I have started noticing every little detail while I am breathing. That’s what I call focused breathing. I pay attention to my posture. I notice how deep I breathe. I feel my chest expand a little and my stomach a lot more. I notice as my stomach and my chest come back down as I exhale.

A baby’s tummy will expand and contract as he breathes, but somewhere along the way, he learns it isn’t polite, and he feels self-conscious that his tummy expands, so he starts breathing shallowly with only the chest rising and falling. It was probably learned subconsciously, but he learns it. I wanted to discard the learned breathing of my youth and return to the natural breathing of my infancy.

My first breath of the session might be a deep one, but I probably won’t notice much about it. That’s why I choose to picture it as the breath of life-- clean, fresh air, and a source of health and happiness for me. The next time I inhale, I pay more attention to how I breathe that goodness into me-- the mechanics of it all. I notice how it feels coming into my nose. 

I breathe out my mouth, but I could just as easily breathe out my nose. Either way, I pay attention to how I exhale the air. I feel my body as all this is happening.

I can now go even deeper into the rabbit hole. From the mechanics, I start to focus on my mind. I notice my thoughts without judgment or assessment. They are not good or bad. I remove all value from them and just accept that they are thoughts. I don’t resist my thoughts, but I don’t dwell on them either. They come and they go-- just as quickly as they appeared.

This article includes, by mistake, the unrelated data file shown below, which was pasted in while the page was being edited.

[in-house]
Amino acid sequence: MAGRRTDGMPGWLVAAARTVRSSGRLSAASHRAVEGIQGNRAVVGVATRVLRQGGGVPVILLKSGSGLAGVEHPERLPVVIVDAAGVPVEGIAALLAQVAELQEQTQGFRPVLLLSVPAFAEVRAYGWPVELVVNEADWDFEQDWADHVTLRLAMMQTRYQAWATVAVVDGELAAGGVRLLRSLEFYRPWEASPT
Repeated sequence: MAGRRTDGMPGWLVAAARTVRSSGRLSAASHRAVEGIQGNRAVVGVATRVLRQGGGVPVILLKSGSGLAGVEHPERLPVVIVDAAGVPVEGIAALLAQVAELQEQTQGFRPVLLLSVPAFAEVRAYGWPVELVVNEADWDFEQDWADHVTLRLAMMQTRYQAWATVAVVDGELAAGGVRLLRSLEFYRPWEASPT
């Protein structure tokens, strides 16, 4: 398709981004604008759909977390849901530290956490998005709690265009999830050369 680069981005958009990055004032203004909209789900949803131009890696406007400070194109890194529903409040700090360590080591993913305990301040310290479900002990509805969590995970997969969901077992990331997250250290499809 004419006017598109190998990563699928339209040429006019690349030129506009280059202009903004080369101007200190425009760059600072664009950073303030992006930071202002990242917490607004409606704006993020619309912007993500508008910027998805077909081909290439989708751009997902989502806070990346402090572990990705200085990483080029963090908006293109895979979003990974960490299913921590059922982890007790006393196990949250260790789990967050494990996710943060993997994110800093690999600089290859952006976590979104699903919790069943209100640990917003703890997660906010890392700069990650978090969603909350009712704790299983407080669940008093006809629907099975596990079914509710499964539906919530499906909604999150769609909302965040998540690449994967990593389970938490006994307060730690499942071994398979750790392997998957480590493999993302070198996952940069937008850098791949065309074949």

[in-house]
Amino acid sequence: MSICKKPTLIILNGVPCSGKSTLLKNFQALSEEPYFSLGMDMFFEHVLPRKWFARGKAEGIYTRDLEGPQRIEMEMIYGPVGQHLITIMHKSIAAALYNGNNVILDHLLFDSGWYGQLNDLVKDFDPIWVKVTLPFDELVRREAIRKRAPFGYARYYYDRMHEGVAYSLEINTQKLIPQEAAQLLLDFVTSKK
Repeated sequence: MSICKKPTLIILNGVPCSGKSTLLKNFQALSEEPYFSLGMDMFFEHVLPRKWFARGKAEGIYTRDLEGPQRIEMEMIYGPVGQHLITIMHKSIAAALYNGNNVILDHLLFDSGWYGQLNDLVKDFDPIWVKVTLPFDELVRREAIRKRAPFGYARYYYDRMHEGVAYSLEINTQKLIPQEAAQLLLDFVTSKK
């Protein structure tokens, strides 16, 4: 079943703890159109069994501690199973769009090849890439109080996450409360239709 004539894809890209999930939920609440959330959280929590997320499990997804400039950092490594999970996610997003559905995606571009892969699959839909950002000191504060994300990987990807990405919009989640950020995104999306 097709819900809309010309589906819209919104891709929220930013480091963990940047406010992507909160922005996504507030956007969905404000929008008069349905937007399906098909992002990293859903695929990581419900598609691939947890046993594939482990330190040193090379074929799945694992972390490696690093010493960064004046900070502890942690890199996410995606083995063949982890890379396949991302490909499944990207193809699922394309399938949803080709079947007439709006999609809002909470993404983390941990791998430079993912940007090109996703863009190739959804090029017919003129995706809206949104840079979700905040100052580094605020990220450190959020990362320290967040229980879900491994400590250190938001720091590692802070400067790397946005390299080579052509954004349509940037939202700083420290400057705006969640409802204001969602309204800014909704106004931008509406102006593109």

The goal for me is to not think about anything but being. Being in the moment. Accepting myself in the moment. Loving myself in the moment. I’ve started to observe my body and my mind from somewhere outside it. I learn more and more that my thoughts and my feelings are up to me. If I can observe them, I can change them. 

Even deeper down the rabbit hole, I go. Thoughts create feelings which create actions which create results. I realize it is harder to observe my thoughts than it is to observe my feelings. So, I get quiet and I observe my feelings. I then ask myself what thoughts must I be having to create these feelings. If my feelings are undesirable to me, I know I need to change my thoughts.

I have not reached anything remotely resembling the bottom of this rabbit hole. If I have learned anything, it’s that the more I learn the more there is to learn. I love this journey and I hope you start (or dive deeper into) your journey.

You can always google breathing exercises, focused breathing, mindfulness breathing, or any variation that you wish. Find the videos or articles that resonate most with you and begin. If you begin, then you are doing it correctly.

If you have any questions, or if you want to work with me, just email me or click on the free case study. In any event, I wish you all the best in life.


To your wealth and success,
Fred


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Fred T. Wyrick


Fred T. Wyrick helps people get unstuck and start living their passionate dream life. He is an expert at sharing proven systems and methods. Fred makes concepts and methodologies super simple to understand.
If you're interested in breaking out of your rut and reaching your highest potential, then definitely reach out and request a free strategy session today.